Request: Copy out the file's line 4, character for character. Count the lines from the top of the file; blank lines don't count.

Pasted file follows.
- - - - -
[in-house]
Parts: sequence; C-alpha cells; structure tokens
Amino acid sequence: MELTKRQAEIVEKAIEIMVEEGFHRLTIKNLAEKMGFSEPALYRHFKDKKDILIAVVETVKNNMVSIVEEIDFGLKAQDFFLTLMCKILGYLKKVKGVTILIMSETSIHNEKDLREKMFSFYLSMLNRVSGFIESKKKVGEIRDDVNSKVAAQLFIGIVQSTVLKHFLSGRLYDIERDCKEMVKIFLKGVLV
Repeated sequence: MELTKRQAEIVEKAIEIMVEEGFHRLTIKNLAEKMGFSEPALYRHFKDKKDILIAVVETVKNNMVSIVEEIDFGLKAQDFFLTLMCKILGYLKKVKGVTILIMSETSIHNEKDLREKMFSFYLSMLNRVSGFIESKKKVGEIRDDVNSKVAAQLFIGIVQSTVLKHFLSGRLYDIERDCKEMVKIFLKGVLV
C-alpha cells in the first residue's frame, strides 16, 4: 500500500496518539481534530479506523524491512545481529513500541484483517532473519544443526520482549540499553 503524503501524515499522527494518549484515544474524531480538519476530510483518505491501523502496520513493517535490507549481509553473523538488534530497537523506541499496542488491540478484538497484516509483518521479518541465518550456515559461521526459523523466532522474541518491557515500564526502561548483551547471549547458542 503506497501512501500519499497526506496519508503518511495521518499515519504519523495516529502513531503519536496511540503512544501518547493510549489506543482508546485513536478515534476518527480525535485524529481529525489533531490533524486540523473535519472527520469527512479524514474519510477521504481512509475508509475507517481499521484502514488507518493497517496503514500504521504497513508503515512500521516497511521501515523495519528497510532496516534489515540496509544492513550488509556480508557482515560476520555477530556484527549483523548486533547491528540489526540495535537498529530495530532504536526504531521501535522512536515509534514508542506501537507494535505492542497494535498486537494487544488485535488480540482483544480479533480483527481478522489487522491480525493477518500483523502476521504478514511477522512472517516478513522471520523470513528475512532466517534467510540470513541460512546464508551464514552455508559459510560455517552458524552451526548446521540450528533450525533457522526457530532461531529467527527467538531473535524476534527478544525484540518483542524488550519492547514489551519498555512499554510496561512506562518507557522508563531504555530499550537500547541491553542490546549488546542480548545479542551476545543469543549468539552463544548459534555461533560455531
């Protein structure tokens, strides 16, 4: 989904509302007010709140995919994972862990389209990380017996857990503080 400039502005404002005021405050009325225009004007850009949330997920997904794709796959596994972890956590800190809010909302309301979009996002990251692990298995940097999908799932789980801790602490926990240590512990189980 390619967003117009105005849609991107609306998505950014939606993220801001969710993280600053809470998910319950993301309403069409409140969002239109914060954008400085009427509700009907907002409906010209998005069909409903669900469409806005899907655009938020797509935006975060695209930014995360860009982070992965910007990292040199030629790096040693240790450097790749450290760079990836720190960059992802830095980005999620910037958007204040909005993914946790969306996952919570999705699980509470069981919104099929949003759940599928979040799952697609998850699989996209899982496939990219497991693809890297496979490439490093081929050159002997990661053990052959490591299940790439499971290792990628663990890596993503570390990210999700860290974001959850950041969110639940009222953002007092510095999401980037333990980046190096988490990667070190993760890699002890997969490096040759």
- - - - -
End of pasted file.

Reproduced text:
Repeated sequence: MELTKRQAEIVEKAIEIMVEEGFHRLTIKNLAEKMGFSEPALYRHFKDKKDILIAVVETVKNNMVSIVEEIDFGLKAQDFFLTLMCKILGYLKKVKGVTILIMSETSIHNEKDLREKMFSFYLSMLNRVSGFIESKKKVGEIRDDVNSKVAAQLFIGIVQSTVLKHFLSGRLYDIERDCKEMVKIFLKGVLV